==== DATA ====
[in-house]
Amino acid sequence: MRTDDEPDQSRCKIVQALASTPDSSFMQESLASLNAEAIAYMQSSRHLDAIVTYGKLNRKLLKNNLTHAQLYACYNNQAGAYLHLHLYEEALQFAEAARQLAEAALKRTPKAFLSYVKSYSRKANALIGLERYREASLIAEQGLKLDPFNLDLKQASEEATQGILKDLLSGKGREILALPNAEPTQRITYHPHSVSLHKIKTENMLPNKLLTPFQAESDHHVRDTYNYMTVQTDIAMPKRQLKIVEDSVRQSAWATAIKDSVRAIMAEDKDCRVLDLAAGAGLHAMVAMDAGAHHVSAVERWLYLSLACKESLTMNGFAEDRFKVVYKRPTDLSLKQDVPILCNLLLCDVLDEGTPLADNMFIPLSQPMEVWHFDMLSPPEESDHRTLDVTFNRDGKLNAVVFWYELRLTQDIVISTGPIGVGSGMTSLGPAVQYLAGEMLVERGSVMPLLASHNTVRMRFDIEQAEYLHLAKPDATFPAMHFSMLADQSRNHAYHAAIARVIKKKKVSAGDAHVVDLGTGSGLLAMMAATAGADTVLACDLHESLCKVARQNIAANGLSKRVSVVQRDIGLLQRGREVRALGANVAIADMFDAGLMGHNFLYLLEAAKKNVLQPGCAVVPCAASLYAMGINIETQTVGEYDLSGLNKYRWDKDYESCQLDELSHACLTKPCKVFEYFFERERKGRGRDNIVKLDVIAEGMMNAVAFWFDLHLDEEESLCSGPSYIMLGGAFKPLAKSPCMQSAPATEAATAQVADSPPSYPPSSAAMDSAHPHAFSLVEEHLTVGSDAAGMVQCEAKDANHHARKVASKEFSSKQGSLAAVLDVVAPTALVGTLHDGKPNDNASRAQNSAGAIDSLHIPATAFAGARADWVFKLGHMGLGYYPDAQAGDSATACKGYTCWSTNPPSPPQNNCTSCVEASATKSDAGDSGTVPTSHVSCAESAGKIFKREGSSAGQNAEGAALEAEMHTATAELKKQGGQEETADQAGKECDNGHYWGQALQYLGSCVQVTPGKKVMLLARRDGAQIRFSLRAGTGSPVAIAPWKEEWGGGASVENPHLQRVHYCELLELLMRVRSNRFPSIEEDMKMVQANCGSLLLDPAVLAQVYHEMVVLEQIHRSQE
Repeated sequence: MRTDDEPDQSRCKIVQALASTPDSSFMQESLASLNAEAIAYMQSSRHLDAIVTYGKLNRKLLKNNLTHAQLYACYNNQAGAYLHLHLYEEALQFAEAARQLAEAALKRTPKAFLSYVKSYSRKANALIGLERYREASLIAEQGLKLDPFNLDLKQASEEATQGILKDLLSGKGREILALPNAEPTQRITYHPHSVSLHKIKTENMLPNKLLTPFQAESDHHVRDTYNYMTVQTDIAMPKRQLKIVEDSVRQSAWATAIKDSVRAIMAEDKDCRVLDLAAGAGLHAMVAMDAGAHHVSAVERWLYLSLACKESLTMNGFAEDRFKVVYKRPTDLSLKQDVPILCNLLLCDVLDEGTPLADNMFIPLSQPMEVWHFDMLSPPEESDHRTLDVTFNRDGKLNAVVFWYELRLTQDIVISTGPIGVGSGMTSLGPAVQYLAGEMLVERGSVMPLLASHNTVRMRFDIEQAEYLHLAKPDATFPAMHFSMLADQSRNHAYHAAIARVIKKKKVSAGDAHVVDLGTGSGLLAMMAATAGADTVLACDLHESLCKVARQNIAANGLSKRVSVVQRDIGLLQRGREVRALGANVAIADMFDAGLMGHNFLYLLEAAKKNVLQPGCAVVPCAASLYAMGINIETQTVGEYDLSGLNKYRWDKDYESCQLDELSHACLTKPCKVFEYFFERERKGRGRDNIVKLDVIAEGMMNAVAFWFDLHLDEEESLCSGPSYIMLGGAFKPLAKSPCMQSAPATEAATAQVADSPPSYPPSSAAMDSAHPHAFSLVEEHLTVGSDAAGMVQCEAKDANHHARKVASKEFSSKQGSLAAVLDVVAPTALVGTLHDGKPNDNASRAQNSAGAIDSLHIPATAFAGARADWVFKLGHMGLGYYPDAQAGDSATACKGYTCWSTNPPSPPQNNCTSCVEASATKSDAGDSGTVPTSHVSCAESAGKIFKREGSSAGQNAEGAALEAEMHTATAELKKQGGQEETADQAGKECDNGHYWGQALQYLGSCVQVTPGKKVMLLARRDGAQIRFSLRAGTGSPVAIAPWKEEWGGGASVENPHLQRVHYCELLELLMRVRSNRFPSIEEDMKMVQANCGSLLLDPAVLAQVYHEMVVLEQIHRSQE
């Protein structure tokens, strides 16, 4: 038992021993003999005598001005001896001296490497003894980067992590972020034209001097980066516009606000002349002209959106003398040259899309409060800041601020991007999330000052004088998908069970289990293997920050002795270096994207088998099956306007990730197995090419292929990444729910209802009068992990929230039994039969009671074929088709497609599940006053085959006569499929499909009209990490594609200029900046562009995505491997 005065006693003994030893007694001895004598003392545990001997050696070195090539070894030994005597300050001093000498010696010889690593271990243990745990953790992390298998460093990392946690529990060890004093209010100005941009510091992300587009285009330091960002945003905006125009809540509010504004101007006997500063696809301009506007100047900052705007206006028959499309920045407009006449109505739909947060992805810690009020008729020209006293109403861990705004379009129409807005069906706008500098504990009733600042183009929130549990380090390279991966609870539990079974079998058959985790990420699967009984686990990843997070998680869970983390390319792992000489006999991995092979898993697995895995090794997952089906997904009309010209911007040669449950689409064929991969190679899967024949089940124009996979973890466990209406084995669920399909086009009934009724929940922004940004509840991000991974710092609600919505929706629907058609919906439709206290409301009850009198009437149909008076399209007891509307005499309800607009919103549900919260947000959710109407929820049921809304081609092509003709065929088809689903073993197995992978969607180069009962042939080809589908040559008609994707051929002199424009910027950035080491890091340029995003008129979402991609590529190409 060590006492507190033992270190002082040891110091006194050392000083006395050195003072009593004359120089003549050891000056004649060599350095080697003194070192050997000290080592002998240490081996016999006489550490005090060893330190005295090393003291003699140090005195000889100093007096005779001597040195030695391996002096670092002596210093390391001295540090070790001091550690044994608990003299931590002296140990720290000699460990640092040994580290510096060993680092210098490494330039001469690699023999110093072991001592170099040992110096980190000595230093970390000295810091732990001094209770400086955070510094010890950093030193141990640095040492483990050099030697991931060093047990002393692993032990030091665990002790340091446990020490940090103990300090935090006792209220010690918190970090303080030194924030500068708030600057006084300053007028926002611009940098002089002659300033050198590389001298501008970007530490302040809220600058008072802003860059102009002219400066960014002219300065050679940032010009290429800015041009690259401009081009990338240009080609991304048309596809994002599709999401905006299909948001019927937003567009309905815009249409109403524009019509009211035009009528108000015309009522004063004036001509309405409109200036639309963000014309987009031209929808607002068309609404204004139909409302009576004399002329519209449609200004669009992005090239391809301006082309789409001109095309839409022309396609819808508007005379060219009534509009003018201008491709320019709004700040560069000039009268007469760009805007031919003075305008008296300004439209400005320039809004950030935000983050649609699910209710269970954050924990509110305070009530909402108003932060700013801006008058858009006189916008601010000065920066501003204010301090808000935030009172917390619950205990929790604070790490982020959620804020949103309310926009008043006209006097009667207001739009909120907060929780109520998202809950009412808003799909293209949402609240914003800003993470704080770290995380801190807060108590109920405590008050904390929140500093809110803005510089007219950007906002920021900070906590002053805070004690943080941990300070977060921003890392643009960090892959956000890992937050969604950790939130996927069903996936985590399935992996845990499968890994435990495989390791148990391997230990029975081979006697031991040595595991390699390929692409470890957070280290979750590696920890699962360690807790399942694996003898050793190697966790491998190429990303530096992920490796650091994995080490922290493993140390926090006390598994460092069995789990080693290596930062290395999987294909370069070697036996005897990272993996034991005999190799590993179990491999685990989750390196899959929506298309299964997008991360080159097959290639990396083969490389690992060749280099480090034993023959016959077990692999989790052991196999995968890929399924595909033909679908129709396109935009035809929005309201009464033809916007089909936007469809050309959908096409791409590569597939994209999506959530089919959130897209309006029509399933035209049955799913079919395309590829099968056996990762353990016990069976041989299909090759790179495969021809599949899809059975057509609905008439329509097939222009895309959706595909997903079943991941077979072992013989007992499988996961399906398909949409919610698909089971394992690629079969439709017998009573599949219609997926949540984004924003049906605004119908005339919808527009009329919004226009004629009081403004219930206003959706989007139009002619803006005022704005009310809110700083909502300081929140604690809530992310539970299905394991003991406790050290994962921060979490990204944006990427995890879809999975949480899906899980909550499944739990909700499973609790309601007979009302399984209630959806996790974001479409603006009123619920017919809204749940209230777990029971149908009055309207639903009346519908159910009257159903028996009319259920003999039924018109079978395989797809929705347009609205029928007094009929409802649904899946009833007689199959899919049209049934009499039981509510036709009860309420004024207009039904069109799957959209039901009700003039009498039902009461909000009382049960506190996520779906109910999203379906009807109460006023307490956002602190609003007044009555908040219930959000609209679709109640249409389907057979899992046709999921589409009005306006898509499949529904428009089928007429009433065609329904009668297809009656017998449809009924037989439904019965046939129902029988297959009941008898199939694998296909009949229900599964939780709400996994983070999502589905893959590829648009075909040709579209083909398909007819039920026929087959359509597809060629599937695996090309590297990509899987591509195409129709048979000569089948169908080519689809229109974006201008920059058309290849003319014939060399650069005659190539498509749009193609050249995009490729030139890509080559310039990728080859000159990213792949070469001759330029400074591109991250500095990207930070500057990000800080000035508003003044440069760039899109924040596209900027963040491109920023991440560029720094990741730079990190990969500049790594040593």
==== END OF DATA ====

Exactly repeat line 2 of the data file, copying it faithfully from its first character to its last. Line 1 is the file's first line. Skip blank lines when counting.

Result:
Amino acid sequence: MRTDDEPDQSRCKIVQALASTPDSSFMQESLASLNAEAIAYMQSSRHLDAIVTYGKLNRKLLKNNLTHAQLYACYNNQAGAYLHLHLYEEALQFAEAARQLAEAALKRTPKAFLSYVKSYSRKANALIGLERYREASLIAEQGLKLDPFNLDLKQASEEATQGILKDLLSGKGREILALPNAEPTQRITYHPHSVSLHKIKTENMLPNKLLTPFQAESDHHVRDTYNYMTVQTDIAMPKRQLKIVEDSVRQSAWATAIKDSVRAIMAEDKDCRVLDLAAGAGLHAMVAMDAGAHHVSAVERWLYLSLACKESLTMNGFAEDRFKVVYKRPTDLSLKQDVPILCNLLLCDVLDEGTPLADNMFIPLSQPMEVWHFDMLSPPEESDHRTLDVTFNRDGKLNAVVFWYELRLTQDIVISTGPIGVGSGMTSLGPAVQYLAGEMLVERGSVMPLLASHNTVRMRFDIEQAEYLHLAKPDATFPAMHFSMLADQSRNHAYHAAIARVIKKKKVSAGDAHVVDLGTGSGLLAMMAATAGADTVLACDLHESLCKVARQNIAANGLSKRVSVVQRDIGLLQRGREVRALGANVAIADMFDAGLMGHNFLYLLEAAKKNVLQPGCAVVPCAASLYAMGINIETQTVGEYDLSGLNKYRWDKDYESCQLDELSHACLTKPCKVFEYFFERERKGRGRDNIVKLDVIAEGMMNAVAFWFDLHLDEEESLCSGPSYIMLGGAFKPLAKSPCMQSAPATEAATAQVADSPPSYPPSSAAMDSAHPHAFSLVEEHLTVGSDAAGMVQCEAKDANHHARKVASKEFSSKQGSLAAVLDVVAPTALVGTLHDGKPNDNASRAQNSAGAIDSLHIPATAFAGARADWVFKLGHMGLGYYPDAQAGDSATACKGYTCWSTNPPSPPQNNCTSCVEASATKSDAGDSGTVPTSHVSCAESAGKIFKREGSSAGQNAEGAALEAEMHTATAELKKQGGQEETADQAGKECDNGHYWGQALQYLGSCVQVTPGKKVMLLARRDGAQIRFSLRAGTGSPVAIAPWKEEWGGGASVENPHLQRVHYCELLELLMRVRSNRFPSIEEDMKMVQANCGSLLLDPAVLAQVYHEMVVLEQIHRSQE